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Preston Pfanz And The Seaton Sands, Henry's Cellar Bar, Edinburgh


It’s time to get your reverb out, and loosen up that vibrato arm because Surf’s up at Henry’s Cellar Bar tonight; and eye spy, I’ve already spotted some ho-dads hanging around the door looking conspicuous, maybe looking for trouble? but probably just looking for the gents ...  

It’s a busy night at Henry’s - the smallest venue in town (or at least that’s what it feels like). I’m very happy to hear that Edinburgh has a surf scene; or at least enough surf bands to host a whole evening of instro action.

Edinburgh fabled five piece Surf Manchu are already in situ when I arrive, and I have it on good authority that they’ve been playing for around 50 mins! Describing themselves amusingly as ‘Not so much SoCal, kinda more NoSco’. They’ve certainly made an effort to at least look the part, with polynesian shirts and fezzes, no less. Always a welcome sight.They are both youthful and enthusiastic, and I caught them playing Dick Dale’s 'Miserlou' and the ‘60s Batman theme - both of which are always good value. I hope to catch their full set next time.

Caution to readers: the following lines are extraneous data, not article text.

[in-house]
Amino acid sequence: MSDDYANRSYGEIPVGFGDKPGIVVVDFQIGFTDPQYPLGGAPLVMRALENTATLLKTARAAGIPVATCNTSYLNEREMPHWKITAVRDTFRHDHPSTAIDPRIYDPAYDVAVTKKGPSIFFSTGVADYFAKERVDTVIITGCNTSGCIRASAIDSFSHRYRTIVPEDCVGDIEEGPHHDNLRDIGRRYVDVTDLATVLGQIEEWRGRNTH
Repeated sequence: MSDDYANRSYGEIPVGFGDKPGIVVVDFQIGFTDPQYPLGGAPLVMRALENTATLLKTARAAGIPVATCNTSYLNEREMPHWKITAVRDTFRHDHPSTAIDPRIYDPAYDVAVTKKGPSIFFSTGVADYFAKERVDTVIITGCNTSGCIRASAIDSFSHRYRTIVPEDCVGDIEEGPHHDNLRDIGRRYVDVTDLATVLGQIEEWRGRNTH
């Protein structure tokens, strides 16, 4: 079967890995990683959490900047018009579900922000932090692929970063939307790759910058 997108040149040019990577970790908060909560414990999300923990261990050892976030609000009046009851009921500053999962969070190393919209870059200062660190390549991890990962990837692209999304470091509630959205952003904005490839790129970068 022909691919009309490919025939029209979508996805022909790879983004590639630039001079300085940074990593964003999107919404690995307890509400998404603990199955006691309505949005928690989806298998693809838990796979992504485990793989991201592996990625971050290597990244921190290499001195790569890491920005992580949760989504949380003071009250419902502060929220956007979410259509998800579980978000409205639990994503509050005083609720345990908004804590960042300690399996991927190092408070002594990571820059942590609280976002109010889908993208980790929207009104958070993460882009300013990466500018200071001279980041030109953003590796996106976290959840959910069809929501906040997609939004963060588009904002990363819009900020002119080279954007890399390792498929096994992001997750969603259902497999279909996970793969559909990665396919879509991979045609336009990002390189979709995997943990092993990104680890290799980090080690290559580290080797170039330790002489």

Onto the Head Henchmen. The fantastic foursome take to the tiny stage. They say that ‘they still can’t decide whether they are a surf rock band or a sledge rock band’ check out their facebook page for more info on that one. Whilst not looking like most traditional surf bands, what they lack in that department, they make up for with sheer exuberance and a lovely longhorn bass guitar. Superficialities and joking aside, they are quite impressive. Their set is a mixture of self-penned numbers and choice covers, all performed with capability, pounding drums a-go-go. The give us a weird and wonderful mixture of tunes; the Tetris theme tune (an excitable young lady informs me), The Shadows’ ‘Apache’; the first but not the last Shadows cover of the evening. I would like to know a) when did The Shadows become cool?* b) why no Shadows Walk?**. Ending their set with a fabulous version of Nancy Sinatra’s ‘These Boots Are Made For Walking’.